Keep in mind that the pull-out method is not a smart plan for stay­ing on the right side of your goals; it’s a roll of the dice and if it re­ally worked, at least a third of the pop­u­la­tion wouldn’t ex­ist.


If you are hav­ing sex, a visit to a gy­nae­col­o­gist needs to be a pri­or­ity. “Sex­ual health isn’t just about the ac­tual act of sex, it’s also about mak­ing sure you are in good health,” Makhetha says. An­nual gy­nae vis­its can help de­tect can­cer, in­flam­ma­tion and in­fec­tion of your re­pro­duc­tive or­gans — some con­di­tions and complications are not easy to de­tect. “Your doc­tor will do a pap smear but also help you with any other complications or con­di­tions you might have,” Makhetha adds. If any­thing feels ‘off’ down there, get an ex­pert to check it out – the sooner, the bet­ter.


It’s not un­com­mon for women to swap sex­ual tips on pleas­ing their part­ners. That’s not a bad thing, in it­self, but some­times some of the ad­vice is just plain dodgy. “Do not put things into your vagina in an ef­fort to bet­ter please your part­ner,” Makhetha ad­vises.

“Women put things like snuff, tree bark, herbs and other weird ob­jects into their vagi­nas, all in an ef­fort to be ‘mnandi’. Your vagina al­ready has ev­ery­thing it needs to make sex plea­sur­able. No amount of eat­ing cin­na­mon and yo­ghurt is go­ing to change how you feel to your part­ner. So stop try­ing so hard. If he com­plains, there is a big chance that he’s the prob­lem, and you need to move on to a part­ner who’ll ap­pre­ci­ate you,” she says.


As much as sex is seen as a phys­i­cal act, there are many other as­pects at play in our sex­ual re­la­tion­ships. “When you have sex

that you are not ready for, you make a de­ci­sion against your­self, be­cause you’re try­ing to please some­one else. I strongly ad­vise against it.

“Your feel­ings around your sex­ual re­la­tion­ships are im­por­tant and, again, the onus is on you to make sure you are taken care of. That can lead to un­com­fort­able con­ver­sa­tions, but that’s bet­ter than com­pro­mis­ing your­self. Sex is meant to be plea­sur­able. And that state in­cludes your mind, body and soul, so al­ways en­sure that you don’t take that part of your health for granted,” Zondi says.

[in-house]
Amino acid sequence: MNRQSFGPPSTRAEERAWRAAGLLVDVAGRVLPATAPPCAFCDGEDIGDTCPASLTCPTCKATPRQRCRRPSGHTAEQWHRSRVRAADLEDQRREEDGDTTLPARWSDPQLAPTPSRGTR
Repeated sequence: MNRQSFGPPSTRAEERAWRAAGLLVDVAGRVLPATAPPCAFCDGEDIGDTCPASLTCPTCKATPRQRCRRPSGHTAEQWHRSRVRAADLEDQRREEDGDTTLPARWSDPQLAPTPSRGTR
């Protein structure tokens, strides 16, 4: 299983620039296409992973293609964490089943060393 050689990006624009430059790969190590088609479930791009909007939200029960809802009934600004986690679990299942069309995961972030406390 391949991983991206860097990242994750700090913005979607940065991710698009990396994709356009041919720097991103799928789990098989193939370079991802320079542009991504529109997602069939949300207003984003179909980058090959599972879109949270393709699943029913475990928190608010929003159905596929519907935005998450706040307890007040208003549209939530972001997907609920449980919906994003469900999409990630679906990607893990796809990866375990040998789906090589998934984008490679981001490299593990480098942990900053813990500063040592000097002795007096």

No one has the right to tell you how to pick your lovers. The re­spon­si­bil­ity is yours alone, and it is one you have to take se­ri­ously. “The per­son you choose to have sex­ual in­ter­ac­tions with has to be picked with a lot of con­sid­er­a­tion. Th­ese are peo­ple you are vul­ner­a­ble with and should your con­tra­cep­tion fail, that’s some­one who might be in your life for good,” Zondi says.

She con­cludes: “Lovers can also wreak havoc with your self-es­teem, so make sure you choose part­ners that af­firm who you are, and not those who cause harm. I often tell my clients that be­ing fussy is good when it comes to this. If you are choos­ing de­cent part­ners, sex will be healthy for your men­tal health, but when you choose the wrong ones, the dam­age to your men­tal and emo­tional state can be very harm­ful.”

Newspapers in English

Newspapers from South Africa

© PressReader. All rights reserved.